Still in production today, the Rolex Air-King is one of the longest continuously produced models in the company’s history and its vintage references are highly prized amongst collectors.
First released in 1945, the Rolex Air-King was founder Hans Wilsdorf’s tribute to the British pilots of the Second World War. Throughout the war, many pilots had swapped their standard government issue watches for the more accurate Rolex timepieces, buying up every Oyster that they could get their hands on. Rolex later returned the compliment by sending replacement watches to British prisoners of war who wrote to request one – their own having been acquired by their captors.
When Wilsdorf learned of this, he created a line of manual wind Oyster watches, including the Air-King. The flying connection stuck throughout the 1950s and 1960s, with PanAm Airlines presenting them as retirement gifts to its pilots.
The Air-King is an unashamedly simple watch and for 37 years Rolex left its ref. 5500 largely untouched. It did eventually upgrade the model with a sapphire crystal and a new calibre 3000 movement when it released the ref. 14000, later adding an engine-turned bezel to the ref. 14010. In 2000, both models were upgraded to the calibre 3130 movement. Another refresh came seven years later, with the introduction of the slightly larger 1142XX. It also featured a thicker case, a concentric dial and new machined Oyster bracelet.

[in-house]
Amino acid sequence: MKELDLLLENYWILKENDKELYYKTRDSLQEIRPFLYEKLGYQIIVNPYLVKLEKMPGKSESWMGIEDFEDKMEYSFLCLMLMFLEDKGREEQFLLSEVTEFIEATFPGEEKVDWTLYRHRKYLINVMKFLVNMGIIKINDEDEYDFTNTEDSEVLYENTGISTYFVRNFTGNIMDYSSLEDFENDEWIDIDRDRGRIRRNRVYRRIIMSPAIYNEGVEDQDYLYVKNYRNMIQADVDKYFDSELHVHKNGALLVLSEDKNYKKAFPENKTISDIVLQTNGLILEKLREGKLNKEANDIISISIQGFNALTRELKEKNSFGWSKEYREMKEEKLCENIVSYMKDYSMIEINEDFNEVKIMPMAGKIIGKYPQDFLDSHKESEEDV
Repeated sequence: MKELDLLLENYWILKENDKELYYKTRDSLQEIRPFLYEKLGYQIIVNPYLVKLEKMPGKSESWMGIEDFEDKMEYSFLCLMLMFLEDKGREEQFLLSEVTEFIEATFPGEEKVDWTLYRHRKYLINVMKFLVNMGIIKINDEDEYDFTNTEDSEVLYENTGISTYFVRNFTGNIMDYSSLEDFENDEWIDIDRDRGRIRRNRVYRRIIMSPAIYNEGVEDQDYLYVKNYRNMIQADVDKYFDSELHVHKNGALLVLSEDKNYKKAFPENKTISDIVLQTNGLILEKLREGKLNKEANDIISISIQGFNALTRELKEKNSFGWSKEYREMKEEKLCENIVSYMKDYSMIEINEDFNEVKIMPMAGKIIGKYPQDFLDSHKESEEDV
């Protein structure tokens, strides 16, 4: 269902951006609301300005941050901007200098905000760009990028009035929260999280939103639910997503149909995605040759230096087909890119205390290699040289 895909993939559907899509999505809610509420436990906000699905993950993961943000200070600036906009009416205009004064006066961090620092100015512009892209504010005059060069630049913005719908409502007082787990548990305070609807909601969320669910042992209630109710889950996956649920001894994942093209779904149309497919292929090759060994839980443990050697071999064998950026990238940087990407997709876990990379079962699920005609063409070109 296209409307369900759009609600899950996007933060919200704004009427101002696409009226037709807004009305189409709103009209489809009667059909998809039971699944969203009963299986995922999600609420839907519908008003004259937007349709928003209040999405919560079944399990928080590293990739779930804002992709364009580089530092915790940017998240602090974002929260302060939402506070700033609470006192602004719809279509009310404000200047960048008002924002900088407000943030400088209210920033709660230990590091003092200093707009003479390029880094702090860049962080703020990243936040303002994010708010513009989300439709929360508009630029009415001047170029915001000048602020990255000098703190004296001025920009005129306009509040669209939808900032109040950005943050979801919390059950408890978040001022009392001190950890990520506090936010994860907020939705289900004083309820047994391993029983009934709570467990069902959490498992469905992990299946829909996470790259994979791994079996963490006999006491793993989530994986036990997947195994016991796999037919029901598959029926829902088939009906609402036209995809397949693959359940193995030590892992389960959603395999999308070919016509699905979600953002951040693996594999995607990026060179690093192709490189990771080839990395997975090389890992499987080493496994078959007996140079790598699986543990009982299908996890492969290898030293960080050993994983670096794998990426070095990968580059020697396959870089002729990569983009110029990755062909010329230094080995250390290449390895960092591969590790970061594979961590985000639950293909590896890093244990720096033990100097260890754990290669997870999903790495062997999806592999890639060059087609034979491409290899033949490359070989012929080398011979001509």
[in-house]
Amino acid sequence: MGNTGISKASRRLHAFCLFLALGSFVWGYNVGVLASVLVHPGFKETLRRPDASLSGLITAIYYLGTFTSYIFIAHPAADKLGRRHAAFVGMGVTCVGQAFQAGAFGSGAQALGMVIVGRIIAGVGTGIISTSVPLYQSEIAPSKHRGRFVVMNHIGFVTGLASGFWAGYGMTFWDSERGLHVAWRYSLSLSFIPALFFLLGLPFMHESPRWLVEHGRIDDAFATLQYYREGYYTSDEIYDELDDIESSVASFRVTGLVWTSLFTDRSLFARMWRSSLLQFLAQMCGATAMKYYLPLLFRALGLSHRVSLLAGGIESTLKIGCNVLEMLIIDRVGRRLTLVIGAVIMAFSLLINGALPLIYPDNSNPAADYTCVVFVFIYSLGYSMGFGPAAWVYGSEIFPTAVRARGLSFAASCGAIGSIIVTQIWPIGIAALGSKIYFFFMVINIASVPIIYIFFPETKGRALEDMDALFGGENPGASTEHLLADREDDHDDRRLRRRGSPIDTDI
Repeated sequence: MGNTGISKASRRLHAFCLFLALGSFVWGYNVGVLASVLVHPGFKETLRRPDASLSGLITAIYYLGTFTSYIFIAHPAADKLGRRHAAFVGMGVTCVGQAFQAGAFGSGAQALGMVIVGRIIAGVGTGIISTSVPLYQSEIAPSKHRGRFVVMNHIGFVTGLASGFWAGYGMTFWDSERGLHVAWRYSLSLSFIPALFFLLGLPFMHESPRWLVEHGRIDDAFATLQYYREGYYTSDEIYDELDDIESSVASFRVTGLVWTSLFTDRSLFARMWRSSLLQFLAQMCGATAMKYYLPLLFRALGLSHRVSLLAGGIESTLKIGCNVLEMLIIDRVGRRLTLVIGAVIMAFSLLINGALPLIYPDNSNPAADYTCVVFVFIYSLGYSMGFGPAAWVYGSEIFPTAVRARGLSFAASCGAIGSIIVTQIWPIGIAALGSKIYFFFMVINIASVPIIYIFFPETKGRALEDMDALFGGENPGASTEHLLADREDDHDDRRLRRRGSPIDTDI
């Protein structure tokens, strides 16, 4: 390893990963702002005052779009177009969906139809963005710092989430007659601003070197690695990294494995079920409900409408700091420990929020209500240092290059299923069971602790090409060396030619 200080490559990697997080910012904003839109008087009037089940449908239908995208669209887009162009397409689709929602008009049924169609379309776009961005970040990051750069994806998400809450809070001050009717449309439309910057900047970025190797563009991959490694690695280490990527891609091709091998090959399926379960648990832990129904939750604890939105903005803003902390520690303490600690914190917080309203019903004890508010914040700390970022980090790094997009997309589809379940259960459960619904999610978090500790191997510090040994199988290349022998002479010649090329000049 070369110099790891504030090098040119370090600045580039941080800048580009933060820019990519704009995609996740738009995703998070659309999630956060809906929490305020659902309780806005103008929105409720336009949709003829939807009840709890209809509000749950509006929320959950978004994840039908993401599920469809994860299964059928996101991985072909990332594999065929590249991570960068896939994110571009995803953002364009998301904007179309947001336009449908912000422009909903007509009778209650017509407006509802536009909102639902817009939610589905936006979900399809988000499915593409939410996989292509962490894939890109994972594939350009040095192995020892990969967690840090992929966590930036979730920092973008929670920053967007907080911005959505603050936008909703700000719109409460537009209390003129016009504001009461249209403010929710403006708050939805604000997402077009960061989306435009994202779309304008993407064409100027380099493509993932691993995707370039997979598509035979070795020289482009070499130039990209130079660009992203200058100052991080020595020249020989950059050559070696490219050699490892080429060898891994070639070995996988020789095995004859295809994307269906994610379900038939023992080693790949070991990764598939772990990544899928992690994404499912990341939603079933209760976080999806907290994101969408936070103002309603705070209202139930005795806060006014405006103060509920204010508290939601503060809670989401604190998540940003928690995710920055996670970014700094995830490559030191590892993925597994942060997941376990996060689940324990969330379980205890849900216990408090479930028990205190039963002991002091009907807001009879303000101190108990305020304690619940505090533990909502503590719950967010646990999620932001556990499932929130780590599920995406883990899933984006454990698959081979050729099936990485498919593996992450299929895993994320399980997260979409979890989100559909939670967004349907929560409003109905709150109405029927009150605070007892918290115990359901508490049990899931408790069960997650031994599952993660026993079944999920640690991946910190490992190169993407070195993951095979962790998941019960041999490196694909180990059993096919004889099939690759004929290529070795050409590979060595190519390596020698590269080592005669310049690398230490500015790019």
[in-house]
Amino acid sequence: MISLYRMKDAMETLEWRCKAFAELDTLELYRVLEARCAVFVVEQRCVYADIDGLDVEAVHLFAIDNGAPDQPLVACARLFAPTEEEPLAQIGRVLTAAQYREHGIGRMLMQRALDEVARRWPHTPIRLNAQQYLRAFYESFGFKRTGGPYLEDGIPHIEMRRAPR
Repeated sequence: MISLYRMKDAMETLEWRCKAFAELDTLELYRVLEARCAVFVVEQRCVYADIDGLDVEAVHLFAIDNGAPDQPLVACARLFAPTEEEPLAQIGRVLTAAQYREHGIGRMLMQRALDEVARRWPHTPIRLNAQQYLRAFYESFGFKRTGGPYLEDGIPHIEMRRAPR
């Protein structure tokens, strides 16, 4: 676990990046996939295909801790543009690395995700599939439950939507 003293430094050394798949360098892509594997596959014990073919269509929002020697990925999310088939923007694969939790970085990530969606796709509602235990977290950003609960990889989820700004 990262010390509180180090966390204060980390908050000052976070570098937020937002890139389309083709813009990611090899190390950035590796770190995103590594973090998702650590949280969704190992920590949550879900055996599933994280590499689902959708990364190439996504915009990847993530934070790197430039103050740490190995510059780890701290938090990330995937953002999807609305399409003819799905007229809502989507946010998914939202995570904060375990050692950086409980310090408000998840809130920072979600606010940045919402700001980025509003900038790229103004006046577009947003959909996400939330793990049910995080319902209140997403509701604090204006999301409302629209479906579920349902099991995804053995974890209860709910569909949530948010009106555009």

At Baselworld 2016, Rolex unveiled the 40mm ref. 116900, with its calibre 3131 movement – which it shares with the Milgauss – and soft iron inner case to protect it from magnetic fields. But it also comes with a 1940s military-style dial, a prominent minute scale for navigational time readings and the same lettering that had been designed especially for the model in the 1950s.